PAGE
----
The crisis could also take down the Greek government and bring the left-wing opposition to power. This wouldn’t be a bad thing for Europe or the United States. The policies currently imposed upon Europe’s periphery are worsening the crisis, threatening Europe’s integrity and jeopardizing growth. A Greek government that rejects these self-defeating policies will do more help than harm.
We traveled to Thessaloniki on June 12, the day after ERT was closed, for a scheduled interview at ET3, a local ERT station. Our interview never happened because the channel had ceased broadcasting hours before. But at the offices, we ran into Alexis Tsipras, head of the opposition party Syriza, which narrowly lost Greece’s national election last June. Mr. Tsipras is now running a campaign to reinstate ERT as a potentially independent broadcaster. Having greeted the occupiers, Mr. Tsipras walked with us to a nearby hall for an economic discussion that had acquired, suddenly, an audience of over 2,000 people.
Greece’s prime minister, Antonis Samaras, closed ERT to meet European demands for public-sector cuts. If his coalition partners don’t fall in line, there will be new elections in which they will be destroyed. But Mr. Samaras may have overreached.
Despite its flaws, ERT is the only mass forum for public discourse that Greeks have; closing it took all noncommercial political discourse and local news off the air. Now, the government has turned a murky debate over austerity, confidence and credit markets into an open fight over democracy and national independence. In that fight, Syriza stands as the alternative, and Mr. Tsipras now has a chance of becoming prime minister.
If he succeeds, nothing vital would change for the United States. Syriza doesn’t intend to leave NATO or close American military bases. Of course, American complicity in the Greek dictatorship of 1967 to 1974 hasn’t been forgotten, and any Greek government will naturally disagree with the United States, to a degree, over the Middle East. But the fact is, Greece’s problem today is with Europe, and Mr. Tsipras doesn’t want to pick a fight with Washington.
The global financial sector would view a Syriza victory with horror. But banks and hedge funds know that most Greek debt is held by European taxpayers and by the European Central Bank, and what’s left is being snapped up by investors because they know it will be paid. Big Finance is worried about what may happen elsewhere if a left-wing party wins in Greece. This instinct is natural for bankers. But for the American government to adopt the same fear-driven stance would be strategically shortsighted.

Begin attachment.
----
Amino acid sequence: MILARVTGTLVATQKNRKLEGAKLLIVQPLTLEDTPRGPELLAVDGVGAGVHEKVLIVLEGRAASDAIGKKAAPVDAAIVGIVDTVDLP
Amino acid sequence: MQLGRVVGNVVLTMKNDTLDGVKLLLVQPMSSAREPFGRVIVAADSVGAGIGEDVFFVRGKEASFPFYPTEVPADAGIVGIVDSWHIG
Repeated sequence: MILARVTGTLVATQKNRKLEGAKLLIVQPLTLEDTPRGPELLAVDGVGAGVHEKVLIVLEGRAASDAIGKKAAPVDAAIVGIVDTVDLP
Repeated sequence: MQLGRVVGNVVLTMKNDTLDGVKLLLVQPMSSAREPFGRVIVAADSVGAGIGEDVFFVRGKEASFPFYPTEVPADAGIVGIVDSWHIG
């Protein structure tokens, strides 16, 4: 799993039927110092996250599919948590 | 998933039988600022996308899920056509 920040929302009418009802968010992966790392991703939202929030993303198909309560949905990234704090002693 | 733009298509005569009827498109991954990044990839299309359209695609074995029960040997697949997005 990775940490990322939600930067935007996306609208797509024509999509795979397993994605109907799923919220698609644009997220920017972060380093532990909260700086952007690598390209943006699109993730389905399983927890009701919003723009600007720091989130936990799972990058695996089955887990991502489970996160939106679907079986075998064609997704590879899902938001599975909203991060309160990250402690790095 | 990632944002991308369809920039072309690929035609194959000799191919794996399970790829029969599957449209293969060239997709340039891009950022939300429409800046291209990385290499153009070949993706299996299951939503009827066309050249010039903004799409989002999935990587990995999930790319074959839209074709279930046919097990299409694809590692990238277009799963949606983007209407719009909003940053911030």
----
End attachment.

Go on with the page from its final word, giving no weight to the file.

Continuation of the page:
Indeed, right now, Syriza may be Europe’s best hope. Greeks neither want to leave the euro nor see the euro zone disintegrate, an eventuality likely to bring down the European Union. They also know that Europe’s approach to the crisis, involving increasingly harsh austerity and larger loans, has failed miserably.
If these policies don’t change, the total collapse of the Greek economy is imminent. The basic requirements for reform could be met within existing European treaties. They include a mutualization of servicing sovereign debt to be mediated by the E.C.B.; restructuring of the European banks by a European Stability Mechanism turned into a kind of European equivalent of America’s post-crisis Troubled Asset Relief Program; an investment and jobs program; and a Europe-wide initiative to meet the social and human crisis by strengthening unemployment insurance, basic pensions, deposit insurance and core public institutions like education and health.
Syriza plans to fight both rising hunger and a xenophobic neo-Nazi party, Golden Dawn, with school lunches and food stamps. A Syriza government would seek these reforms and the salvation of the European project. And this can be only a good thing for the United States.
An unlikely campaign to change the flawed policies that govern the European Union has begun in Greece, a small, proud country that has, in the past, given quite a few ideas to the world — including one, people’s government, that we like to call by its Greek name.